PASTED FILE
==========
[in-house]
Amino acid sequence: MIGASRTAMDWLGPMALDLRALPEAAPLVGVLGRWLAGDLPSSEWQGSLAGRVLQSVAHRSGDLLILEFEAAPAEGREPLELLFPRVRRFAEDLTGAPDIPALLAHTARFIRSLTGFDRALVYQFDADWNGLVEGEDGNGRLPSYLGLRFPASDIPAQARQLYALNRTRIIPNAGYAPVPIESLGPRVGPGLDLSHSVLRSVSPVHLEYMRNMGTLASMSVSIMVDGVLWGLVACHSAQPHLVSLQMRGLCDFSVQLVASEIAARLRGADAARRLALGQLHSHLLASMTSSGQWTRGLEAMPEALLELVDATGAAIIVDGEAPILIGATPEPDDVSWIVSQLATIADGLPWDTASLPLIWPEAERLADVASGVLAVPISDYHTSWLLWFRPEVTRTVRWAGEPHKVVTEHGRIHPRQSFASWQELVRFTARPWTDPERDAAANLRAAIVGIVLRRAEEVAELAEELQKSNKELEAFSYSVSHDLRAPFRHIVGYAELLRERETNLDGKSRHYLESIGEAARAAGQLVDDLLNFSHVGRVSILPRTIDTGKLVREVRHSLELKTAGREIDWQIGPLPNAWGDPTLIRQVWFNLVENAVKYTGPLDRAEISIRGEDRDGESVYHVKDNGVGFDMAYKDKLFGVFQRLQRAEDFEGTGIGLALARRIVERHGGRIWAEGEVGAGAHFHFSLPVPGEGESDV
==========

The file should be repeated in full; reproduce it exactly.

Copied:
[in-house]
Amino acid sequence: MIGASRTAMDWLGPMALDLRALPEAAPLVGVLGRWLAGDLPSSEWQGSLAGRVLQSVAHRSGDLLILEFEAAPAEGREPLELLFPRVRRFAEDLTGAPDIPALLAHTARFIRSLTGFDRALVYQFDADWNGLVEGEDGNGRLPSYLGLRFPASDIPAQARQLYALNRTRIIPNAGYAPVPIESLGPRVGPGLDLSHSVLRSVSPVHLEYMRNMGTLASMSVSIMVDGVLWGLVACHSAQPHLVSLQMRGLCDFSVQLVASEIAARLRGADAARRLALGQLHSHLLASMTSSGQWTRGLEAMPEALLELVDATGAAIIVDGEAPILIGATPEPDDVSWIVSQLATIADGLPWDTASLPLIWPEAERLADVASGVLAVPISDYHTSWLLWFRPEVTRTVRWAGEPHKVVTEHGRIHPRQSFASWQELVRFTARPWTDPERDAAANLRAAIVGIVLRRAEEVAELAEELQKSNKELEAFSYSVSHDLRAPFRHIVGYAELLRERETNLDGKSRHYLESIGEAARAAGQLVDDLLNFSHVGRVSILPRTIDTGKLVREVRHSLELKTAGREIDWQIGPLPNAWGDPTLIRQVWFNLVENAVKYTGPLDRAEISIRGEDRDGESVYHVKDNGVGFDMAYKDKLFGVFQRLQRAEDFEGTGIGLALARRIVERHGGRIWAEGEVGAGAHFHFSLPVPGEGESDV